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Saint Vincent and the Grenadines

This article is part of a series on the
politics and government of
Saint Vincent and the Grenadines

Executive

Monarch

Elizabeth II

Governor-General

Frederick Ballantyne

Prime Minister

Ralph Gonsalves

Legislative

House of Assembly

Speaker: Jomo Sanga Thomas

Elections

Recent elections

General: 2001
2005
2010
2015

Political parties

Administrative divisions (parishes)

Foreign relations

Other countries
Atlas

v
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Politics of Saint Vincent and the Grenadines takes place in the framework of a parliamentary democracy. Saint Vincent and the Grenadines is an independent Commonwealth realm, with Queen Elizabeth II as its head of state, represented by a Governor General, who acts on the advice of the prime minister and the cabinet. The prime minister is the leader of the majority party of the House of Assembly, and the cabinet conducts affairs of state. The Governor-General exercises ceremonial functions, but reserve powers, under the constitution, can be used at the Governor General’s discretion.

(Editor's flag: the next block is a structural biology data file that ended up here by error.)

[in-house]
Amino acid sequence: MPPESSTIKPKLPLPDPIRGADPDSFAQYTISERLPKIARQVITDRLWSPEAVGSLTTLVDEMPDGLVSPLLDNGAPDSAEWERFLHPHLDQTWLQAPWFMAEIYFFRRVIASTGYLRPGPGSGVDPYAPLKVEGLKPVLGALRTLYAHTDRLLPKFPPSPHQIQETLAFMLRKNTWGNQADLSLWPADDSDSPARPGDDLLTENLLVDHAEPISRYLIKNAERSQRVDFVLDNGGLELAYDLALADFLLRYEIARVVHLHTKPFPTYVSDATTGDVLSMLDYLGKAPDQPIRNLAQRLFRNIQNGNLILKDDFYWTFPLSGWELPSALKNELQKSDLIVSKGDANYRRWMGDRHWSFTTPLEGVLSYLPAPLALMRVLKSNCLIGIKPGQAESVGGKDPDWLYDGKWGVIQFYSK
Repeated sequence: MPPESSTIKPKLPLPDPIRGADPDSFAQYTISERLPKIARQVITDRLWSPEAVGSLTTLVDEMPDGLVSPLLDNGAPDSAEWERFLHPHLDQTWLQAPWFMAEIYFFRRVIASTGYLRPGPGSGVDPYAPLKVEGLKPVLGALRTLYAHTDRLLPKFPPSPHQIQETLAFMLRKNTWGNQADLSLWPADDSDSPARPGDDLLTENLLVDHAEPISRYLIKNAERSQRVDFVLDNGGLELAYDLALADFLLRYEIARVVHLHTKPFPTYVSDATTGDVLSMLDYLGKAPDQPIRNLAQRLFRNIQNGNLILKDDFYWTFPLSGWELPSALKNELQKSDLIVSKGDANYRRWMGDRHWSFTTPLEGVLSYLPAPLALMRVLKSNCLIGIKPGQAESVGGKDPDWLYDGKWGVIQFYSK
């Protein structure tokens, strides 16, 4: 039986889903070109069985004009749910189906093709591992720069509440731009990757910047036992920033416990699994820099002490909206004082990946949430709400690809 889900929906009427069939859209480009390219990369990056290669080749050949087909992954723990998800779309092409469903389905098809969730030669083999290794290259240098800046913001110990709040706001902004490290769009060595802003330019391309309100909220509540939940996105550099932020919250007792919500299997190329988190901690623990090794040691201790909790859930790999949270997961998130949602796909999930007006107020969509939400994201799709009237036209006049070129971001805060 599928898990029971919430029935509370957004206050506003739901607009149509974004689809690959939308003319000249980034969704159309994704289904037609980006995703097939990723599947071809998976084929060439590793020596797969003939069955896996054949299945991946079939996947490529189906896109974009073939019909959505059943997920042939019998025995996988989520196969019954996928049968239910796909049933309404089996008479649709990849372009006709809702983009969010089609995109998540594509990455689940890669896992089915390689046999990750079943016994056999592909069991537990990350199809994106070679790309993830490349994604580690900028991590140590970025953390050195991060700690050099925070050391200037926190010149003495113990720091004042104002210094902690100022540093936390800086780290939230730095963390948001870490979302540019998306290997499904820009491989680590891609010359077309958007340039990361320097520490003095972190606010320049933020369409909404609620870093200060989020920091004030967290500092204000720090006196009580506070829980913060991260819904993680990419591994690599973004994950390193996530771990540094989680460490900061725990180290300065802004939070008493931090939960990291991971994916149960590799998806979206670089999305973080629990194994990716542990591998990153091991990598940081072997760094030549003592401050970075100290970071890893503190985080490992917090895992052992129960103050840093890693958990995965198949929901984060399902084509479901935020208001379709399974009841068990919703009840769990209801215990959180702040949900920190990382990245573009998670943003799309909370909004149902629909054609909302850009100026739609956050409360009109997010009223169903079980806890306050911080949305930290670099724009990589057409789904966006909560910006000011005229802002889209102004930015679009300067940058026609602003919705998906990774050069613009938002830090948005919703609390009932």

The House of Assembly is a unicameral parliament with fifteen elected members and six appointed senators. The governor general appoints senators, four on the advice of the prime minister and two on the advice of the leader of the opposition. The parliamentary term of office is five years, although the prime minister may call elections at any time.
As in other English-speaking Caribbean countries, the judiciary in St. Vincent is rooted in English common law. There are eleven courts in three magisterial districts. The Eastern Caribbean Supreme Court, comprising a high court and a court of appeals, is known in St. Vincent as the St. Vincent and the Grenadines supreme court. The court of last resort is the Judicial Committee of the Privy Council in London. Moves are currently being made to establish a Caribbean Court of Justice and replace the Privy Council as the country’s highest court of appeal.
There is no local government in St. Vincent, and all six parishes are administered by the central government.

Contents

1 Political conditions
2 Executive branch
3 Legislative branch
4 Political parties and elections
5 Judicial bra